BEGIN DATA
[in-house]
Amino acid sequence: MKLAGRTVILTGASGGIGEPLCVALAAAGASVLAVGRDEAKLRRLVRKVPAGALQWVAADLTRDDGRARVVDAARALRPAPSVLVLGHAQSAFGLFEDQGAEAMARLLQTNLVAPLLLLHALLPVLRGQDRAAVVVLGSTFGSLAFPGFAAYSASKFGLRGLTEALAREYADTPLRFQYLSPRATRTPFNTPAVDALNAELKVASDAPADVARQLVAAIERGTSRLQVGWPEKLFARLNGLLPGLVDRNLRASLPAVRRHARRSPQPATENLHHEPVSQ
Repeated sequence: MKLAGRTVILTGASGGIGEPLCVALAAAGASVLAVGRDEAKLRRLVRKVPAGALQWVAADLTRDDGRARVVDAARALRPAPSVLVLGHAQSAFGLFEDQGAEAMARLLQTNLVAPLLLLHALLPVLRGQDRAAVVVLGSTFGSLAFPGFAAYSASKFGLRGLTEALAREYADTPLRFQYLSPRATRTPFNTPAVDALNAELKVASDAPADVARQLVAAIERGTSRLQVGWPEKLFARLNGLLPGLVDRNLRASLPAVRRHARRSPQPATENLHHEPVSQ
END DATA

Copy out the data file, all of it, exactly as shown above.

[in-house]
Amino acid sequence: MKLAGRTVILTGASGGIGEPLCVALAAAGASVLAVGRDEAKLRRLVRKVPAGALQWVAADLTRDDGRARVVDAARALRPAPSVLVLGHAQSAFGLFEDQGAEAMARLLQTNLVAPLLLLHALLPVLRGQDRAAVVVLGSTFGSLAFPGFAAYSASKFGLRGLTEALAREYADTPLRFQYLSPRATRTPFNTPAVDALNAELKVASDAPADVARQLVAAIERGTSRLQVGWPEKLFARLNGLLPGLVDRNLRASLPAVRRHARRSPQPATENLHHEPVSQ
Repeated sequence: MKLAGRTVILTGASGGIGEPLCVALAAAGASVLAVGRDEAKLRRLVRKVPAGALQWVAADLTRDDGRARVVDAARALRPAPSVLVLGHAQSAFGLFEDQGAEAMARLLQTNLVAPLLLLHALLPVLRGQDRAAVVVLGSTFGSLAFPGFAAYSASKFGLRGLTEALAREYADTPLRFQYLSPRATRTPFNTPAVDALNAELKVASDAPADVARQLVAAIERGTSRLQVGWPEKLFARLNGLLPGLVDRNLRASLPAVRRHARRSPQPATENLHHEPVSQ